He may very well be right. After decades of feminists’ chipping away at the traditional concept of masculinity—such as men’s natural inclinations to take the lead and to be protective—masculinity for college males is now somewhat defined by the hyper-aggressive “narcissism” (his own term) represented by Tucker Max.
Perhaps the unintended consequence of feminism is that the best qualities of men have been cast aside for the worst. No longer is the ideal the “strong, silent type” who upholds decency and the law. No longer is the ideal the men who jumped into the icy waters to attack the Nazi stronghold at Normandy during World War II, nor the unflappable, resilient leader who refuses to be unnerved under pressure. Nor is it even the countless honorable men who do unpleasant jobs everyday to put food on the table for their families.
In its place, the feminist movement has sought to impose a new male ideal—one that is less aggressive, more emotional, and subservient to women. But a large portion of the newer generation of college males have been so alienated by these feminist constraints that, without the traditional model in place, they have adopted the worst part of their own natures—sexual predation, abusive and juvenile humor, and contempt for basic standards of civility—as the new masculine ideal.
It would also appear that many young women are buying into this new concept of masculinity as well. There were far more women in the audience—between one-third and one-half—than there were protestors on the sidewalk. Many of them were dressed for attention (Max leeringly told one young woman wearing a revealing outfit “now that’s how you dress for a movie like this”), and several prefaced their questions to him with comments such as “I love you,” and “I want to be you.”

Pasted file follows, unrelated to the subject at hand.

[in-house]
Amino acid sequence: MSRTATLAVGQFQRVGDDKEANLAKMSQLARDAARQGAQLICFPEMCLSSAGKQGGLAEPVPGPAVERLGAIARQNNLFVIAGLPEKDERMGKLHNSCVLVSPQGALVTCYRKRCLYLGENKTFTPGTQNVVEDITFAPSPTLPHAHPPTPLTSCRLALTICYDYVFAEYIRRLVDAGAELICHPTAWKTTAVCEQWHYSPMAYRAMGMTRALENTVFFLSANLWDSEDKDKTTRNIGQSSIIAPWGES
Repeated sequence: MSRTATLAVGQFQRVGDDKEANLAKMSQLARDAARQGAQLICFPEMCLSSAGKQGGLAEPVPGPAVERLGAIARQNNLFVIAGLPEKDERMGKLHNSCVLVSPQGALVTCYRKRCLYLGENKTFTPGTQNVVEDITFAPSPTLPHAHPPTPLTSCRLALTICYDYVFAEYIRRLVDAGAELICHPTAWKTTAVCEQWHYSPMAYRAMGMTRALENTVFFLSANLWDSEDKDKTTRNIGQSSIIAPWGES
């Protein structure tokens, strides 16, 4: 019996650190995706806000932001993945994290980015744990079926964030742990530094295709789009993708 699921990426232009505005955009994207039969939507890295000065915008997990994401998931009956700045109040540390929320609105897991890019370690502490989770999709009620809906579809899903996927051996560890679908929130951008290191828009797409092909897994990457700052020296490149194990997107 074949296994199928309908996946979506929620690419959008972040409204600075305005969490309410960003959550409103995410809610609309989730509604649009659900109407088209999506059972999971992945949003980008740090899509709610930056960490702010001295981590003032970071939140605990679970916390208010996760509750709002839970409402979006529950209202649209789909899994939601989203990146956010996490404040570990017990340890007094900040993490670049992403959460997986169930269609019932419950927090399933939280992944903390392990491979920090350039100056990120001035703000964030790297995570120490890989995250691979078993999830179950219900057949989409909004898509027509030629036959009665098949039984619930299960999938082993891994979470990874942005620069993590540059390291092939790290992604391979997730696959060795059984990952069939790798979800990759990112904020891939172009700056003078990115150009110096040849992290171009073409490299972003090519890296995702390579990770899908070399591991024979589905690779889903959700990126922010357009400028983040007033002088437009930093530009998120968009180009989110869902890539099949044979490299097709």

To suggest that Max has no influence on the campuses he visits is foolhardy. “Like it or not,” said Andrew Johnson, the film studies major, “Tucker Max is very popular among the college crowd.” And it is such adulation that makes a second criticism by Shannon Johnson of the Women’s Center carry more weight than the accusations of rape. “Not only is the film coming to campus,” she said, “but he and his entourage are coming to campus. He’ll be doing a Q & A after the film and signing autographs, which is promoting him as a role model on our campus.”
And he does indeed promote a culture of anti-social drunken behavior. He declared that “at 25 I was an unguided missile of debauchery,” and shortly thereafter he told the audience that they should also seek to “have as much fun as possible” while in their college years. He also offered this gem of advice: “if you haven’t had your ass kicked, you’re probably not living right.”
It may be hard to fathom why a university would invite somebody to campus who promotes such a life-style. Statistics of college-age alcohol abuse are appalling—according to a Harvard University study, 44 percent of U.S. college students participate in binge drinking in an average two-week period. Another study published in the Annual Review of Public Health found that 1,700 college students die annually in alcohol-related incidents and that one-quarter of students “report academic consequences of their drinking including missing class, falling behind, doing poorly on exams or papers, and receiving lower grades overall.”
And the Associated Press discovered that 157 college-age people, 18 to 23, literally drank themselves to death from 1999 through 2005.
The answer is that, like N.C. State, many colleges have long shed some of their most important missions: to provide moral guidance and to serve as the arbiters of taste and culture. In the case of the College Cinema, administrators delegated determination of the campus culture to students, and the students responded by bringing crass, vulgar, immoral, and juvenile entertainment onto campus. Once the student film committee makes its choice (with little or no staff oversight), the school—being a government entity—cannot stop the performance based on its content due to First Amendment free speech rights.